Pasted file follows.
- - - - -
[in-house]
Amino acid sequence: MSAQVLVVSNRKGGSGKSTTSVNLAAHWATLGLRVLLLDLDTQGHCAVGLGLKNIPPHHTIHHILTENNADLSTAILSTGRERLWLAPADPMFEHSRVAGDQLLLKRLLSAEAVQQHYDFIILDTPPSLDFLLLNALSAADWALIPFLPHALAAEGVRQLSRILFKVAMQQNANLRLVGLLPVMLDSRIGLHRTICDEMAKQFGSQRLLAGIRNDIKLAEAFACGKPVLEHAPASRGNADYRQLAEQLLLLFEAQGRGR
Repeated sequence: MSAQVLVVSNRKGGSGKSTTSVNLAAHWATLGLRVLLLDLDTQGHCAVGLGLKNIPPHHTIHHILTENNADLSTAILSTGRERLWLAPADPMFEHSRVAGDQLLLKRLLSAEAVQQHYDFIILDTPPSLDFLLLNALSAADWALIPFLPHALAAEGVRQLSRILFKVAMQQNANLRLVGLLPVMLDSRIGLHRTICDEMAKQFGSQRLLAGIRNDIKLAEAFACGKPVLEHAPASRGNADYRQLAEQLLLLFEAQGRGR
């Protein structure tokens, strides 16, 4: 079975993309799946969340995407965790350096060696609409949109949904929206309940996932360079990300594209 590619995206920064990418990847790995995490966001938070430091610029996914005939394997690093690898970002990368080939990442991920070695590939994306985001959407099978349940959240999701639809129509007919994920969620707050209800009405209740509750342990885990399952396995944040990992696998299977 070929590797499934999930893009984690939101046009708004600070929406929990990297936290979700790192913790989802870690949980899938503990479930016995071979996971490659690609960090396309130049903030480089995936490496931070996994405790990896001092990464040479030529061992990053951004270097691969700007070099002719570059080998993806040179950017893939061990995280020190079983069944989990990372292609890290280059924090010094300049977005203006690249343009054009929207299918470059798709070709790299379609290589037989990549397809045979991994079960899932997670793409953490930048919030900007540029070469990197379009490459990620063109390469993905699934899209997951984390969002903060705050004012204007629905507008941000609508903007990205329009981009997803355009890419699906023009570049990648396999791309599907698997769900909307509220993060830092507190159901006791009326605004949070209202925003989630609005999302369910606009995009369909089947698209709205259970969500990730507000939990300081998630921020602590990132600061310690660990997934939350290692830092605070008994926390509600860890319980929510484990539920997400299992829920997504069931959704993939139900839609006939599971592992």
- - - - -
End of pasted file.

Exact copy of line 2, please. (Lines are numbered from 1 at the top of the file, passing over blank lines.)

Amino acid sequence: MSAQVLVVSNRKGGSGKSTTSVNLAAHWATLGLRVLLLDLDTQGHCAVGLGLKNIPPHHTIHHILTENNADLSTAILSTGRERLWLAPADPMFEHSRVAGDQLLLKRLLSAEAVQQHYDFIILDTPPSLDFLLLNALSAADWALIPFLPHALAAEGVRQLSRILFKVAMQQNANLRLVGLLPVMLDSRIGLHRTICDEMAKQFGSQRLLAGIRNDIKLAEAFACGKPVLEHAPASRGNADYRQLAEQLLLLFEAQGRGR